|Highlights of Gavin's tour of São Paulo on the eve of the World Cup opener. Next, he's on to Salvador for his first match!|
After starting my day at 3:00 AM in Stuttgart, I finally arrived in São Paulo at around 5:00 PM local time and was able to get a little rest. The next day—yesterday, my first in Brazil—I had only six or seven hours to burn in São Paulo before catching my flight to Salvador, so I decided to hire a tour guide to show me around the city by car.
My guide, Diego, arrived promptly at 8:00 AM at my hostel. After introducing himself, he said to me, "I hope you don't mind, sir, but I looked for you on Facebook so I know what you looked like, and I really enjoyed your blog post about your trip!" I laughed and said that wasn't a problem, and we started our trek around São Paulo. Diego was a lifelong "Paulistano" who also dabbled in freelance journalism and public relations and I was curious to see the city from his point of view.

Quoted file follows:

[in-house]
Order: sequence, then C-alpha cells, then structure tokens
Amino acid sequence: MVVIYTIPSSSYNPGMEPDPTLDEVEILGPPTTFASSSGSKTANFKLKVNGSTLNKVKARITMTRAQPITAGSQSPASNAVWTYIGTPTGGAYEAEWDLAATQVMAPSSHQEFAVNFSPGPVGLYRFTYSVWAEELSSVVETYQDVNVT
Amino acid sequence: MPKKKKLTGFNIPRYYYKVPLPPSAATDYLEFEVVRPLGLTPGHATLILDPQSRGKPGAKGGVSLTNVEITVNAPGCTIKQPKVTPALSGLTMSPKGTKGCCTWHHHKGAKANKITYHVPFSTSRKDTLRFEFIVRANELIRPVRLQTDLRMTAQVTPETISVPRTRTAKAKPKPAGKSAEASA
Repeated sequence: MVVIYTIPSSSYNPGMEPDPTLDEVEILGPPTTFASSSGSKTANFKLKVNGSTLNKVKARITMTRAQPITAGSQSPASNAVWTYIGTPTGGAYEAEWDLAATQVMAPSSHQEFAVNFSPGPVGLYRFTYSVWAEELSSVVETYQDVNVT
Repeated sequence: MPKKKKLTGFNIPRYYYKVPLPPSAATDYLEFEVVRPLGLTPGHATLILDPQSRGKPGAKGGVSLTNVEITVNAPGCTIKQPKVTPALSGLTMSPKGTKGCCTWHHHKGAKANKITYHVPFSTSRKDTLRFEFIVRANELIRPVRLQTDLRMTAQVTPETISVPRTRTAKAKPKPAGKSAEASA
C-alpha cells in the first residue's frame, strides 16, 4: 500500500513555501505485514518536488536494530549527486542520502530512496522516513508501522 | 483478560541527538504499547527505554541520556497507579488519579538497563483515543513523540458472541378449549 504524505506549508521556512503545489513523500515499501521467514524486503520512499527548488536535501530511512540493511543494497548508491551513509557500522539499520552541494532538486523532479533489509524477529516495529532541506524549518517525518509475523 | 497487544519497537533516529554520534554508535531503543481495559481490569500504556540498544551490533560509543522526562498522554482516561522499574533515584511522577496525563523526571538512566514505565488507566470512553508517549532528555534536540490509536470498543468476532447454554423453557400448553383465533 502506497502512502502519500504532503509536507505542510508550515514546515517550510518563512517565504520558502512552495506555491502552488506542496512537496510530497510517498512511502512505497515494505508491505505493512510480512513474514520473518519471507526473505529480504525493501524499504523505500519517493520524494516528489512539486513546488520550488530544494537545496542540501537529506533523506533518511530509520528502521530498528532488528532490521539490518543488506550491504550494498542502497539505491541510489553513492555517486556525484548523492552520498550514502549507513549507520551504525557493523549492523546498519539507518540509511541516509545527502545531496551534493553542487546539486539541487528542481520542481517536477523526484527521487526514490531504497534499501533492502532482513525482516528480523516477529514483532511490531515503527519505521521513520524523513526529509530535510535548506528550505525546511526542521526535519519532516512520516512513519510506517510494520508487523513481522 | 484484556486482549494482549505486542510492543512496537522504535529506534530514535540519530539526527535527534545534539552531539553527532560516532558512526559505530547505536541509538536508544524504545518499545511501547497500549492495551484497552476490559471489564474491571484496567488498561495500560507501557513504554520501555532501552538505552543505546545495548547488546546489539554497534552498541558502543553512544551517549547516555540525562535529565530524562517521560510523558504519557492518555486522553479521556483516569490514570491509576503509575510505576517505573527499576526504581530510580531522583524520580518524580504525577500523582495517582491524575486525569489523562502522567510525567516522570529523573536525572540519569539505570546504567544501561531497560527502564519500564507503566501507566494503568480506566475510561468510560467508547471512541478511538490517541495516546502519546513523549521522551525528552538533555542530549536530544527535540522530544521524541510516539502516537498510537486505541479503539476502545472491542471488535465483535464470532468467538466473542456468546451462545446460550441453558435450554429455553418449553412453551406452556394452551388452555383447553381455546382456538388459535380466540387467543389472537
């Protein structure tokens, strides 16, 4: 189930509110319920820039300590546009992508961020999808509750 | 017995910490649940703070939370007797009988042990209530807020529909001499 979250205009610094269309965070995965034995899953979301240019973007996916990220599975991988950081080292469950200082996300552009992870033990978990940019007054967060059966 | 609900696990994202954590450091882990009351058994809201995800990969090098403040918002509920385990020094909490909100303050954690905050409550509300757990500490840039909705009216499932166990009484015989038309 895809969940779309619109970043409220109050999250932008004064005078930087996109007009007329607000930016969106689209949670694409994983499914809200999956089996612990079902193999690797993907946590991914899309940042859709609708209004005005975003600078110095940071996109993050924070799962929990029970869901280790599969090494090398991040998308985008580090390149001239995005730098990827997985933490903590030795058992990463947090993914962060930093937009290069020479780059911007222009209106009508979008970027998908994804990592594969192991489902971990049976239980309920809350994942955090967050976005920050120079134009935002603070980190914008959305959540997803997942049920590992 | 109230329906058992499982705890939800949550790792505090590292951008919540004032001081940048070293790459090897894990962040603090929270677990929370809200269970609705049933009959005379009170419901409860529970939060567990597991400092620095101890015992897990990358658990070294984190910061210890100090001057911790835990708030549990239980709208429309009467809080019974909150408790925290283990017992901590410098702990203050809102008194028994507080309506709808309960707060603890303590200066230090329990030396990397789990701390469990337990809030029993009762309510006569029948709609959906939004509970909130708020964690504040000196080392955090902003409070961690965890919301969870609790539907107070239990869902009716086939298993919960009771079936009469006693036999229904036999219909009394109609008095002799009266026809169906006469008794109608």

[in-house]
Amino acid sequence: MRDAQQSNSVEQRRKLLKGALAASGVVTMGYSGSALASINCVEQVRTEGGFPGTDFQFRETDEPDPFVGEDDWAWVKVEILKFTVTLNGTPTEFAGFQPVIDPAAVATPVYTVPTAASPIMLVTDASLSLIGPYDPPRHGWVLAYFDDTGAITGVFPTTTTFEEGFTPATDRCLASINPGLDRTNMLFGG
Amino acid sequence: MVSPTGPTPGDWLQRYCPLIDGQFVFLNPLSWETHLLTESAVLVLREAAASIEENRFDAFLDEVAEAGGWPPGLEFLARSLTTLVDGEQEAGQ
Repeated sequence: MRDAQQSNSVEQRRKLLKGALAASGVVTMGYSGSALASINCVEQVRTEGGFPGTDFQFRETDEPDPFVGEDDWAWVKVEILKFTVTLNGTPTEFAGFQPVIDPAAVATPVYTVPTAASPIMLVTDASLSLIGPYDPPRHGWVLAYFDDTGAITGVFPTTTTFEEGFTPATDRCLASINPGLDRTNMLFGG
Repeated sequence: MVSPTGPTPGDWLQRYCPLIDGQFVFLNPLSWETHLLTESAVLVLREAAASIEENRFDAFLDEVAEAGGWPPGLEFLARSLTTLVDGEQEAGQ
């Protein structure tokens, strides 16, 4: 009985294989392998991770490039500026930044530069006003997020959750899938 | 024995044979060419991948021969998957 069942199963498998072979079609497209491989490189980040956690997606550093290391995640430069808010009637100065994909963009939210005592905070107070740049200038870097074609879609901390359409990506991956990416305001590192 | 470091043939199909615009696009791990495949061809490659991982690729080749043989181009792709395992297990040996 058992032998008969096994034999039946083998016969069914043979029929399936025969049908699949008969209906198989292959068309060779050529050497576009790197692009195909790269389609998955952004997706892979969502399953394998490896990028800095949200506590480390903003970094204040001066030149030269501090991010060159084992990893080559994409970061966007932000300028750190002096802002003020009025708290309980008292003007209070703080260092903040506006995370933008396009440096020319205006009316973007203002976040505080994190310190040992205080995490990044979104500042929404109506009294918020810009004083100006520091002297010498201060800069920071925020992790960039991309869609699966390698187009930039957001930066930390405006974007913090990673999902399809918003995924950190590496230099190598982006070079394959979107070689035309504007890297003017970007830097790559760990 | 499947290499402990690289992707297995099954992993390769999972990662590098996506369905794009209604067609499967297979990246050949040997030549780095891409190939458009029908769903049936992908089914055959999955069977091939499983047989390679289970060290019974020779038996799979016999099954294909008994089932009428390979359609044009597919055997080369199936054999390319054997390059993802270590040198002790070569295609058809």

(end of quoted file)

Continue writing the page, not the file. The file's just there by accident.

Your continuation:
São Paulo is a huge, sprawling city. While it seems like skyscrapers just shoot from the ground all around (à la New York or Chicago), there are actually still some buildings relatively intact from the
city's beginning in 1544.
Its population of 12 million—with 20 million in the larger metro area—makes São Paulo the largest city in the Americas. Because so many people live and work in the city, traffic jams are inevitable, and in São Paulo they seem to pop up around every turn. "Isn't there some sort of public transportation besides the bus?" I asked Diego. He just laughed and showed me a map of the São Paulo metro imposed on a map of of São Paulo. That made it clear: the largest city in the Americas has a rail network equivalent in scale to the Baltimore Light Rail.